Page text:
It’s easy for staff to stay in tiptop shape when its business as usual… right? So when the workload piles up, it’s easy for staff with even the best of intentions to let their health and fitness routines slip, eat whatever comes to hand and start to disrupt their sleep cycle through stress and late nights.
At Tailored Fit, having worked with executives in the midst of multinational mergers and with partners at law firms working on billion-pound deals we know what it looks like when the going gets tough. Attempting to maintain the same health and fitness regimes during these unusually intense periods is nigh on impossible. That said, for the sake of both health and work performance it is important to find a way of keeping those wellness wheels turning.
So, what can staff do to keep themselves firing on all cylinders when the workload mounts?
1. Do less, but do something
If you are working 12-hour days, you probably aren’t going to get an hour-long gym session after work. In fact, I wouldn’t advise you to. The stress load is likely to be high from the long working day and although physical exercise is usually beneficial, you may find that it just adds another stressor to an already fatigued system.
Small doses of physical activity can be very beneficial though. A short run in the morning, swimming at lunch for 30 mins or a walk home after work can increase blood flow, keep the body mobile, and even clear the mind.
2. Pre-plan your food
We have all had those days when you are so pushed for time that breakfast, lunch and dinner are whatever you can lay your hands on. We have discussed in previous articles the physical and mental benefits of eating the right food, but when we most need energy and our cognitive ability we lack the time to make the smart decisions on nutrition.
Luckily, whether it’s a big deal coming in or a new project, when workload increases dramatically we usually know it’s about to happen. In the calm before the storm you need to make a game plan for success. Stock the freezer at home with quick but nutritious food. If you are eating out, plan for places that can give you the power your brain and body need. A burger on the way home isn’t going to give you the boost you need in the boardroom the next day!
3. Micro breaks
Scheduled mini-breaks throughout the day keep you operating at high-efficiency. Whether it’s meetings, calls or just time in front on the computer; if you a sedentary for longer than an hour, then you can expect your energy, focus and brain power to start taking a tumble.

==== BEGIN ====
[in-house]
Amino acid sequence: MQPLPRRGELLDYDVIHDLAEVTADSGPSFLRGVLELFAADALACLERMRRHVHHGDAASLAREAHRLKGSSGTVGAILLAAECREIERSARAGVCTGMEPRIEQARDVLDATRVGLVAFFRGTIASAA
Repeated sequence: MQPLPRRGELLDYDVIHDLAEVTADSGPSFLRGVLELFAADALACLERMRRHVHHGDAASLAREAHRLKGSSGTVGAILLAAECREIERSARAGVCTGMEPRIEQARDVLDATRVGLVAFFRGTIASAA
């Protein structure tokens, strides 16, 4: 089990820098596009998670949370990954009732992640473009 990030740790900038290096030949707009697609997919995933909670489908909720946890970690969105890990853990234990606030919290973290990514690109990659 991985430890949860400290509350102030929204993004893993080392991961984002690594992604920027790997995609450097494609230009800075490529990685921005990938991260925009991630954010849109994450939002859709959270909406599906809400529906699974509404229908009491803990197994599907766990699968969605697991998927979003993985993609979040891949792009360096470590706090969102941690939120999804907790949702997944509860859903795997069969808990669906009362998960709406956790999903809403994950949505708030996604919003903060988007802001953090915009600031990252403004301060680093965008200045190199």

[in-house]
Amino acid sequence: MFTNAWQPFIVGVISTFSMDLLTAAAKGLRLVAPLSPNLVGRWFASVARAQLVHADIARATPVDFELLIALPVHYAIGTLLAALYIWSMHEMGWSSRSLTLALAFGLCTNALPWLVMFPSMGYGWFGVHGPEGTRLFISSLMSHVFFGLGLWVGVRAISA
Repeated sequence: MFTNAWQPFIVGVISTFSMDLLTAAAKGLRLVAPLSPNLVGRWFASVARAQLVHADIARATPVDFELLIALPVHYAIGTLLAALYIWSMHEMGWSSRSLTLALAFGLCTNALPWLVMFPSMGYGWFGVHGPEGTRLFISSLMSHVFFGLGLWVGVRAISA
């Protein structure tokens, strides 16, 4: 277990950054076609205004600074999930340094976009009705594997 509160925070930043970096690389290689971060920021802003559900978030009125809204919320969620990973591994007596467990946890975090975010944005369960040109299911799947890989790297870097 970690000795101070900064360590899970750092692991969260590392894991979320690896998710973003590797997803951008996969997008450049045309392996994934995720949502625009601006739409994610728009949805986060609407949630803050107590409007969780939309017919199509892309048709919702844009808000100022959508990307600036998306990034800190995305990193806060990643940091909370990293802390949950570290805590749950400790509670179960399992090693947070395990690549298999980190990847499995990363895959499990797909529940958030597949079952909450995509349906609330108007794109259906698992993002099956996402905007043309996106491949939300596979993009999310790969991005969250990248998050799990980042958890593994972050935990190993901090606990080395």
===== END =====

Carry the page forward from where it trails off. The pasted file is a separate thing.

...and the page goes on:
Take 5 mins out of every hour to move and clear your head. Whether it’s popping to the toilet, grabbing a cup of tea or walking down the stairs to stretch your legs you will be more efficient in 55 mins than you would in 60 without the preceding break.
4. Time to clear your mind
There’s a great saying that comes from Buddhism that I think applies well to the working world:
“You should meditate for 20 minutes a day, unless you are too busy, then you should meditate for an hour”.
Obviously, this is not practical, but I there exists an important message there. The times you most need to sit and clear you mind are the same times when you feel you feel you have no opportunity to do so.
Clearing your mind doesn’t have to take the form of a spiritual meditation. It can be as simple as eating your lunch without staring at your phone or chatting about work. You can sit on your commute and spend 10 minutes either using a mindfulness app or just sitting in silence. The benefits of allowing your mind to sit in neutral (even for but a few minutes) has a great carryover to your mental wellbeing and cognitive abilities.
At risk of quote overload, here’s another of my favourites: “Give me six hours to chop down a tree and I will spend the first four sharpening the axe.” - Abraham Lincoln.
The notion of foregoing sleep in order to get additional working hours is so unbelievably counterproductive. Sleeping is equivalent to sharpening your axe for a day of corporate woodchopping. The shorter your sleep, the blunter your metaphorical axe.
So, the ideal 8 hours may at times be impossible but if you are a CEO and your staff are pulling all-nighters or sleeping less than 6 hours then do something about it! If your staff were coming in drunk, you would put a stop to it; sleep deprivation has the exact same effect.
So, there’s our 5 tips on how to protect your health during intense work periods. Whether you are reading this for your own health or the health and performance of the staff you manage; nobody wins when your trade health for work.
If you want to find out how we help to create high-performance, healthy workplaces, get in touch for a free consultation.